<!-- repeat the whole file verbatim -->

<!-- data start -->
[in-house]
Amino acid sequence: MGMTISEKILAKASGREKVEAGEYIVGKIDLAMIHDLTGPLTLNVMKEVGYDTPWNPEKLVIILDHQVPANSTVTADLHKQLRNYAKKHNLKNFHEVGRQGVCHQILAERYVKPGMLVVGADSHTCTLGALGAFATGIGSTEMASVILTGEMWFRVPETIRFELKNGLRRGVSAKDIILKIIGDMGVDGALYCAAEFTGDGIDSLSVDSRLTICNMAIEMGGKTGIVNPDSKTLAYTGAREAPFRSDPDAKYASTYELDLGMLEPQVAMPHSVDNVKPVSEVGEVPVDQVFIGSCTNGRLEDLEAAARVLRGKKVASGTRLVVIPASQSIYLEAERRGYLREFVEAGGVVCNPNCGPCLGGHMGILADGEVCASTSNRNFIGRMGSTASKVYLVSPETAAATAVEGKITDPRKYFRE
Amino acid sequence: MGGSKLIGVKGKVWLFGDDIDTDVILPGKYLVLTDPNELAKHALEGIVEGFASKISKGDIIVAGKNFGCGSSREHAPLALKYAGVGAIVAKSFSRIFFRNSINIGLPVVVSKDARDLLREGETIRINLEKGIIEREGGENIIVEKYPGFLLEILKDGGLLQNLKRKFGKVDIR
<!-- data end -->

[in-house]
Amino acid sequence: MGMTISEKILAKASGREKVEAGEYIVGKIDLAMIHDLTGPLTLNVMKEVGYDTPWNPEKLVIILDHQVPANSTVTADLHKQLRNYAKKHNLKNFHEVGRQGVCHQILAERYVKPGMLVVGADSHTCTLGALGAFATGIGSTEMASVILTGEMWFRVPETIRFELKNGLRRGVSAKDIILKIIGDMGVDGALYCAAEFTGDGIDSLSVDSRLTICNMAIEMGGKTGIVNPDSKTLAYTGAREAPFRSDPDAKYASTYELDLGMLEPQVAMPHSVDNVKPVSEVGEVPVDQVFIGSCTNGRLEDLEAAARVLRGKKVASGTRLVVIPASQSIYLEAERRGYLREFVEAGGVVCNPNCGPCLGGHMGILADGEVCASTSNRNFIGRMGSTASKVYLVSPETAAATAVEGKITDPRKYFRE
Amino acid sequence: MGGSKLIGVKGKVWLFGDDIDTDVILPGKYLVLTDPNELAKHALEGIVEGFASKISKGDIIVAGKNFGCGSSREHAPLALKYAGVGAIVAKSFSRIFFRNSINIGLPVVVSKDARDLLREGETIRINLEKGIIEREGGENIIVEKYPGFLLEILKDGGLLQNLKRKFGKVDIR